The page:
The time has come, or rather, the time has come and gone. After almost three years of bus life, we decided to sell Wander Bus and move into a travel trailer. Wasn’t an easy decision to make, but in all honestly, it wasn’t our decision to make. It was Bussies. For most of 2019, she has been letting us know that the time was coming. We’ve had a few problems that were the prequels to engine problems but we’d hoped to make it through the year before having to transition into a new RV. That wasn’t to be. By the time we left the Gulf Shores area, we knew things were bad. We knew that Wander Bus wasn’t going to make it to 2020. As we continued our travels north, it became clear she wasn’t even going to make it back to the Midwest.
We had to regroup, and we had to do it fast. Not an ideal situation, but one that was manageable and that I tried to be thankful for, even though, frankly, I was a coffee pot full of stress, nerves, anxiety, anger, frustration, and sorrow.
I wasn’t ready to let go of Wander Bus. I was, however, ready for less stress, and my anxiety was at an all-time high, to the point where it just wasn’t a good idea for me to ride in the Bus anymore. Every odd noise, every uncharacteristic sigh or movement from Jason sent me into a tailspin. Bus life was no longer healthy for me. But I was still sad. This was our home. We built this when our babies were babies. It carried the hopes and dreams we clung to in the beginning (and still cling to). It is where we dreamt up RV Miles and the entire network of resources we have now built on the platform. It was Wander Bus that turned us into Our Wandering Family, not the other way around.
Those were big emotions to process, and none of us were given any time to process them. Even trying to talk about it on the podcast was difficult, and a couple of times I couldn’t hold back the tears.
But we had to move forward. The kids needed us to move forward, and we all needed more stability. Within 24 hours of listing the bus, she was sold. I wasn’t ready for such a quick turn around, but there it was. The fact that so many wanted her is a testament to the care Jason put into the design, and well, she was priced to sell and to sell fast.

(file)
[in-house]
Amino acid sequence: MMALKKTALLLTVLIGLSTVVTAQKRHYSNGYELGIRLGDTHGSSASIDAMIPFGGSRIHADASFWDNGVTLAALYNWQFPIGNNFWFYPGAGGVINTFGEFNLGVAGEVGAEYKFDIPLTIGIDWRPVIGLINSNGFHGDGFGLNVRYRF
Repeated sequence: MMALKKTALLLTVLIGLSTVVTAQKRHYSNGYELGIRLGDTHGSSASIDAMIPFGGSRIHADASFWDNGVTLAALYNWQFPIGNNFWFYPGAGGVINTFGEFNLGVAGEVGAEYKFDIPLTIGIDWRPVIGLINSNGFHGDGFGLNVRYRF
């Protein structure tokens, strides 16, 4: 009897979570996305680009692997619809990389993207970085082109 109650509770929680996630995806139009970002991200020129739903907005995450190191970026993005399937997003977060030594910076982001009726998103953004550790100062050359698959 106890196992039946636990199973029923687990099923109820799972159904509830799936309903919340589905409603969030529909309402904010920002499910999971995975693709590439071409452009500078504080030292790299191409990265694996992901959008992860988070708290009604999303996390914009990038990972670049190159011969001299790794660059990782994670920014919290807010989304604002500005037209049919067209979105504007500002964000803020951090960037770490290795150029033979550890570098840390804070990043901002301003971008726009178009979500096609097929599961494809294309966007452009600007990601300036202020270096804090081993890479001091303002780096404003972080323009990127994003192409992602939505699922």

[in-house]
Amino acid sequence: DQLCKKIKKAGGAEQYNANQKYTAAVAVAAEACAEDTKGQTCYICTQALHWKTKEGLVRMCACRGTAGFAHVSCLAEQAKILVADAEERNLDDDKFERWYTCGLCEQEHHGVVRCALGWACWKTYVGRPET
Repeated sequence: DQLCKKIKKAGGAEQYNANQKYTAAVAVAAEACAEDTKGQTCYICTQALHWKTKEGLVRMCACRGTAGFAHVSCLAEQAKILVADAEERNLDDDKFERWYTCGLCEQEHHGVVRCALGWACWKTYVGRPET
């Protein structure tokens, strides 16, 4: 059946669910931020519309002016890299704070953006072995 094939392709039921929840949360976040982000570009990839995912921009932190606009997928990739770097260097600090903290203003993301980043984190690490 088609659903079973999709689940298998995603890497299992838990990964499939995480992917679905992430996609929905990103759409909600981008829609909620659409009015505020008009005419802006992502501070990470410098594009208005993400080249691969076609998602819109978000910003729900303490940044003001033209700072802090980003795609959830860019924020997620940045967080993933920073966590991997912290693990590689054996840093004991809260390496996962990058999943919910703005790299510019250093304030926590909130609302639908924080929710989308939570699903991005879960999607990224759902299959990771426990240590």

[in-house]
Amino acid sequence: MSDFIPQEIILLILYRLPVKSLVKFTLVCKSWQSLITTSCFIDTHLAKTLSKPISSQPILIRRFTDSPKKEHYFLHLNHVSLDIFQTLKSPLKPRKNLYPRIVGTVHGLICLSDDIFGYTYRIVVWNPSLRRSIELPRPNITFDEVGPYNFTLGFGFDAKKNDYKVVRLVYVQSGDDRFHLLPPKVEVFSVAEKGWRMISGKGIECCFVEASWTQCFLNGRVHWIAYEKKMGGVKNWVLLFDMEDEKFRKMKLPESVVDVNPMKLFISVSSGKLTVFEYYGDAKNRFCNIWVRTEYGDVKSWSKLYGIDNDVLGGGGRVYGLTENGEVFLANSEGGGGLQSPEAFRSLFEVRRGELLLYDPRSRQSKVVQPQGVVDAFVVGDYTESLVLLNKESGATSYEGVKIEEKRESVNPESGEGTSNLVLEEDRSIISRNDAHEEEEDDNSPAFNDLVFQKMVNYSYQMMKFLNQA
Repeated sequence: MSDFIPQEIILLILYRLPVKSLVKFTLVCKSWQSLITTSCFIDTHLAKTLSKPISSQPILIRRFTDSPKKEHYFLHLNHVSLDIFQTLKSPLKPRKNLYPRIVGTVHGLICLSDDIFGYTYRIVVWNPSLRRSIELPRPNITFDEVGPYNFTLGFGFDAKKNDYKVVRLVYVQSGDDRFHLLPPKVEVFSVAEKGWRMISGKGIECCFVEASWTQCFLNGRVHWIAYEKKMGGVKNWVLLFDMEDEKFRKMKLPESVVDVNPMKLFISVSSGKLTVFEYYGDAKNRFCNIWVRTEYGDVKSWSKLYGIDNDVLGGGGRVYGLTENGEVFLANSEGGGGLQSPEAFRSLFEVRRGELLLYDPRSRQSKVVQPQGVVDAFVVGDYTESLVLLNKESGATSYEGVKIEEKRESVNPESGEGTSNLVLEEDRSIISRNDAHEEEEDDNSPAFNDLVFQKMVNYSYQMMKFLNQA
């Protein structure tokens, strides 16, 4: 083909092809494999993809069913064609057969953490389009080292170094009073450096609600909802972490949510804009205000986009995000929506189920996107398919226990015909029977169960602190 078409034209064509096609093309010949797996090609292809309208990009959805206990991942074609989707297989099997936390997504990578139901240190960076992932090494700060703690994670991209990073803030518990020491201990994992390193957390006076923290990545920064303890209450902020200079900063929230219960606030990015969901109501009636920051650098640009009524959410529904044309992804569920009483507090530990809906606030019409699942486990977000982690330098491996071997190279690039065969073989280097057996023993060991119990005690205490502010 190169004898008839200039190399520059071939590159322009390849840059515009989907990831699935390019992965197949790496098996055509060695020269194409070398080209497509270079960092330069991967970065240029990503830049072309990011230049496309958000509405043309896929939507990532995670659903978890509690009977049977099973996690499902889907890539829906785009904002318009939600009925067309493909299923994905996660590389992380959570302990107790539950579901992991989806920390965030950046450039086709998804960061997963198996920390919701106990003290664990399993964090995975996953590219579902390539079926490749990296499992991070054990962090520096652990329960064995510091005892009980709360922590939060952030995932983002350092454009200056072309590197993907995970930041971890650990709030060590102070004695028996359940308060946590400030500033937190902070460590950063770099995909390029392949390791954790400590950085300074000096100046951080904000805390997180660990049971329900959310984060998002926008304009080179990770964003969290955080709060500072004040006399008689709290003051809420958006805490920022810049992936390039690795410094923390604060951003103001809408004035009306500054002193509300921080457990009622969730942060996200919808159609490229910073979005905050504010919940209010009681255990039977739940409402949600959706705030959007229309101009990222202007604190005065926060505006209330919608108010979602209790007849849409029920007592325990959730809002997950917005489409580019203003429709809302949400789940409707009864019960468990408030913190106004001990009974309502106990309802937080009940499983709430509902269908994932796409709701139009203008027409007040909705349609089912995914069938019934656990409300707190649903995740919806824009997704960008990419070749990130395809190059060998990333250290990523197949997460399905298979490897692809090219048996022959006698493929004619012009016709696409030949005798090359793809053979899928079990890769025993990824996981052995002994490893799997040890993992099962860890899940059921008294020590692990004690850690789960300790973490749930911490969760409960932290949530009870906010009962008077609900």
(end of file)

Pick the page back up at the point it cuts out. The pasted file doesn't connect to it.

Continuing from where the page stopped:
We chronicled those moments right after the sale (a video I haven’t watched since I created it. It’s just too hard).
Life in Wander Bus wasn’t always “wanderful,” but it was life-changing and life-saving. The places we explored, the comfort she provided, and the sometimes PITA she could be was all part of a bigger plan.
I still can’t look at pictures of Wander Bus without feeling that lump in my throat creep up, but that’s pretty on point for me. I can’t look at pictures of my kids as babies without fighting back tears. I consider it a sign of just how much I loved her and how much she meant to our family.
Today, we are about five weeks out from parting with Bussie ,and we still miss her. We are thrilled to know she is offering comfort to another, but no longer traveling. She’s chilling at a farm in Georgia, and that’s exactly what she should be doing now. She’s earned the retirement, and we’ve earned a little bit of stress-free traveling. We love our new home. It isn’t Bussie, nor should it be. Our family is growing, our business is growing, we are growing, and a new chapter has begun.
Safe travels, Wander Bus. You will always be a part of this family, and we will always love you.